When the Q74 bus was axed by the MTA in June to help close a budget gap of about $800 million, many people were inconvenienced along the route, which ran from the Kew Gardens-Union Turnpike subway station to Queens College in Flushing.
But for senior citizens like Kew Gardens Hills residents Bea Chenensky and her friend Bettie, the change has turned them into prisoners of their own homes.
Bettie, who did not want to give her last name, is more than 80 years old, suffers from arthritis and recently underwent open-heart surgery. She said her life has been destroyed along with the Q74 bus line, which was once her lifeline.
“That’s my broomstick. I’ve ridden the buses all over. There was a time when I was able to go out. Now I’m really tied up. I’ve never been in the house so much, and it’s bad for you. I don’t like sitting home, I like to go to the [Pomonok Senior] Center, I had a class Monday mornings,” she said. “We need a bus, and we need one that has a schedule so we know they’re coming every day and what time they’re coming.”
It takes Bettie almost 20 minutes to walk less than a block from her home to Chenensky’s co-op, where the two met last week to air their grievances about the lack of transportation services in the area.
In July, Mayor Michael Bloomberg announced that a livery van service would replace the Q74, allowing residents along the route to pay $2 to ride in a van licensed by the city Taxi & Limousine Commission.
On Nov. 19, Chenensky tried taking the new van service from her home on Melbourne Avenue to the Pomonok Senior Center to attend a party.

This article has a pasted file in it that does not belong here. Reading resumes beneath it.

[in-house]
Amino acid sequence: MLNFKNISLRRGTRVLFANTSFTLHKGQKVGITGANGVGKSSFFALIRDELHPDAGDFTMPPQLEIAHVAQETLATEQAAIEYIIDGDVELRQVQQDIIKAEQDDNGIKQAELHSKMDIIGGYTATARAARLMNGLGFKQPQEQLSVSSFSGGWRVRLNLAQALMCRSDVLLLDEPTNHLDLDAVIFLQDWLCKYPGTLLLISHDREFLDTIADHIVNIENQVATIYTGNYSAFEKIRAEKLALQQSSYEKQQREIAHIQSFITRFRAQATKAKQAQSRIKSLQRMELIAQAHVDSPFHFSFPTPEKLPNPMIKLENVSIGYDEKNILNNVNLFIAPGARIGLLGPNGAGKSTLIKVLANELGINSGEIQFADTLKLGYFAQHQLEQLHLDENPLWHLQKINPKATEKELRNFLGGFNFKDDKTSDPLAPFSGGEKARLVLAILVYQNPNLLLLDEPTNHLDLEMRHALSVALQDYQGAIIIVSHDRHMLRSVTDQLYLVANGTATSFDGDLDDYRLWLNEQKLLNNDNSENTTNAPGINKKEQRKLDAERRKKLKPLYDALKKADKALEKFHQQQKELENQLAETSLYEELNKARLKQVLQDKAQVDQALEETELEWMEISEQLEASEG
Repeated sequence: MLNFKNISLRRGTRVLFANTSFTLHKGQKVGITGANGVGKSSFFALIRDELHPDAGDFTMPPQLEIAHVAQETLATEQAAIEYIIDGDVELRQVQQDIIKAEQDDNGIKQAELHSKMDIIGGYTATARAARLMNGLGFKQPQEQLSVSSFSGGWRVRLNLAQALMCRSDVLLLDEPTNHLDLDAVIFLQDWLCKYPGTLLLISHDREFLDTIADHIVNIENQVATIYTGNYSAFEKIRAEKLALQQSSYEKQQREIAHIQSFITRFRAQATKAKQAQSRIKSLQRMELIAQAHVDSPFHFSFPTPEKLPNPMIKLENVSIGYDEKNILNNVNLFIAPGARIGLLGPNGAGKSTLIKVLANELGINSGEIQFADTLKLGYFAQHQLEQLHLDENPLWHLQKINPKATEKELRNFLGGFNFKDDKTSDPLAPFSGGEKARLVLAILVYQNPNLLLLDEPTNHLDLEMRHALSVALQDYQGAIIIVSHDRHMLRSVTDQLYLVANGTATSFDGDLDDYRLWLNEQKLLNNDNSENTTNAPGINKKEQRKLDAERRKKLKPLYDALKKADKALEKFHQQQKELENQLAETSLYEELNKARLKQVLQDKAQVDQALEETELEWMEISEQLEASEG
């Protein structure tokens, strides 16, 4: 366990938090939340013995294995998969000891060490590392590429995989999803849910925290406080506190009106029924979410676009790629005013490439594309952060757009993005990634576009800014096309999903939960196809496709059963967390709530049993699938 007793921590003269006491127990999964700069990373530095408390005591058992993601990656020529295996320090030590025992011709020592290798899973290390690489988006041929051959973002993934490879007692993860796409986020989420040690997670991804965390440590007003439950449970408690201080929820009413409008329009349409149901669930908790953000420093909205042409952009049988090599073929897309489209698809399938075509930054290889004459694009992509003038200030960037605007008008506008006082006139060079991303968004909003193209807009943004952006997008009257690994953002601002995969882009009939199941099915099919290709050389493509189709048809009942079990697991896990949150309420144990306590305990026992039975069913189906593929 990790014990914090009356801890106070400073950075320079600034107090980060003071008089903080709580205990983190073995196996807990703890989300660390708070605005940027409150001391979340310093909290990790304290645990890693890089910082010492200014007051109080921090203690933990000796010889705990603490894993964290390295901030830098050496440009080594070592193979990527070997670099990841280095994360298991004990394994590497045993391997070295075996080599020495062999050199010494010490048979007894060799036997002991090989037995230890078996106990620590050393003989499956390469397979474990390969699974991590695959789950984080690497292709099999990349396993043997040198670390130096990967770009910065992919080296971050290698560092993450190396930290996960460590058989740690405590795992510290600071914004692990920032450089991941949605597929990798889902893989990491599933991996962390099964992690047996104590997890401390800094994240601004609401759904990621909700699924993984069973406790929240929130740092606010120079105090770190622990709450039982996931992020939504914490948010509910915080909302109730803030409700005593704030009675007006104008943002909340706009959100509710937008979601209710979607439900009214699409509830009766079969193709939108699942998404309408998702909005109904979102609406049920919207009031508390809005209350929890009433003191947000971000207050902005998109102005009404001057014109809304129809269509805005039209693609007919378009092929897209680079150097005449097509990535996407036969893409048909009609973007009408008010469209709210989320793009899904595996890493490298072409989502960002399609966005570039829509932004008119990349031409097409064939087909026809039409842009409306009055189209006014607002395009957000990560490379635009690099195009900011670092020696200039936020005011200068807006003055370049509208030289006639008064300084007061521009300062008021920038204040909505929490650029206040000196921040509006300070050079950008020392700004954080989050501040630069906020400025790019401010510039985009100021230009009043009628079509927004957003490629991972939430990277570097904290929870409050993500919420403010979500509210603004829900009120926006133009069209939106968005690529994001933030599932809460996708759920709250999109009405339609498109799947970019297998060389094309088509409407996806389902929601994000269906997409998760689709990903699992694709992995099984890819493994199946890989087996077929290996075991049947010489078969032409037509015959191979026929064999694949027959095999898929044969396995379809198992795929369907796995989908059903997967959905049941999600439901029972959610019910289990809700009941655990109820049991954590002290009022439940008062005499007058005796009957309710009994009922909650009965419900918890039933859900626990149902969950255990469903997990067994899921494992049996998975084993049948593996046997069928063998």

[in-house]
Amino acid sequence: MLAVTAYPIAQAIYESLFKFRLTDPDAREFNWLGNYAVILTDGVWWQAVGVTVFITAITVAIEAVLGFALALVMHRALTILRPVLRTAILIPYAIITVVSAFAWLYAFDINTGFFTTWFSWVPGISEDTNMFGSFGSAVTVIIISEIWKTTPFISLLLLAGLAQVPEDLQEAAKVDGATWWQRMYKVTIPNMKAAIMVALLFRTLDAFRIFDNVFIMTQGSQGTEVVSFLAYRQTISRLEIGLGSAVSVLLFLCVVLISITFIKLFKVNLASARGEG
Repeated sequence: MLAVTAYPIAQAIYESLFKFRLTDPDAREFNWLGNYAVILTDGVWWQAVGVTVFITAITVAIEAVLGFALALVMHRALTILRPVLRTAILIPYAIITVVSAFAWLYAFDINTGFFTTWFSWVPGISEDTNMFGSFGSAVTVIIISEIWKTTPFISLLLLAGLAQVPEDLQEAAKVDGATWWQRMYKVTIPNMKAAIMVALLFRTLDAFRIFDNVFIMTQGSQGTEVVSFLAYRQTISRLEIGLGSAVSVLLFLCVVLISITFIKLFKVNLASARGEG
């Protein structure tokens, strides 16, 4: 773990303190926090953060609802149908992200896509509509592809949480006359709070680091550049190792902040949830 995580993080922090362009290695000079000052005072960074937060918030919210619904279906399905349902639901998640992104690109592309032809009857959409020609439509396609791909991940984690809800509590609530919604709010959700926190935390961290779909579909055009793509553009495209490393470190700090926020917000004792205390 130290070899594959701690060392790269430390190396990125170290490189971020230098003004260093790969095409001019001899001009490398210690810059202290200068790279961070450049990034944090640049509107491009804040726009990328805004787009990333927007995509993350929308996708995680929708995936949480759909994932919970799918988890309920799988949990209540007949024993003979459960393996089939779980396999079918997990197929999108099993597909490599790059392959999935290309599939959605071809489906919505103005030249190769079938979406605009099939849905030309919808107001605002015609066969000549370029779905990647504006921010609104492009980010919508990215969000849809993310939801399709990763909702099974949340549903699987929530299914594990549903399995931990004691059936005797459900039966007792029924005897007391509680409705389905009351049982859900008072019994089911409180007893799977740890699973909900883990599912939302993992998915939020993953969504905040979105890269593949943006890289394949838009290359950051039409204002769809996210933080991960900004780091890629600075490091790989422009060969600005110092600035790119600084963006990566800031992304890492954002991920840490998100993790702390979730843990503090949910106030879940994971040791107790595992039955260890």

“When he dropped me off, the van driver said they come by every half hour on the hour. So I said, ‘Fine.’ When I left the party, I waited for an hour where he said to go, and no van ever showed up going or coming either way, and there are no cabs or buses there,” she said. “So I had to slump all the way home. It took me an hour to walk from Kissena Boulevard to here.”
When she got home, she said she could barely move because the walk had affected her so greatly.
Bettie and Chenensky could take the Access-A-Ride shuttle, at a rate of nearly $50 per ride, but they cannot find the logic behind the Metropolitan Transportation Authority spending that much money for them to make a quick trip to the grocery store.
“If I even want to go a short way, I have to take Access-A-Ride, and it doesn’t pay,” Bettie said. “And it takes too long, I don’t want to wait, so I have to call my daughter or someone to drive me, but I can’t bother them. So there’s many times I’ve just had to learn to do without.”
Disabled people have also been terribly inconvenienced by the cuts to bus routes, since the vans that replaced them are non-handicapped-accessible, according to James Weisman, senior vice president and general counsel for the United Spinal Association.
Last month, the association; David Heard, a quadriplegic Jackson Heights resident who used to ride the Q74; and a disabled Brooklyn woman filed a class-action lawsuit against the TLC, saying that cutting service for disabled citizens but not the able-bodied is a form of illegal discrimination.
Reach reporter Connor Adams Sheets by e-mail at csheets@cn
©2010 Community News Group
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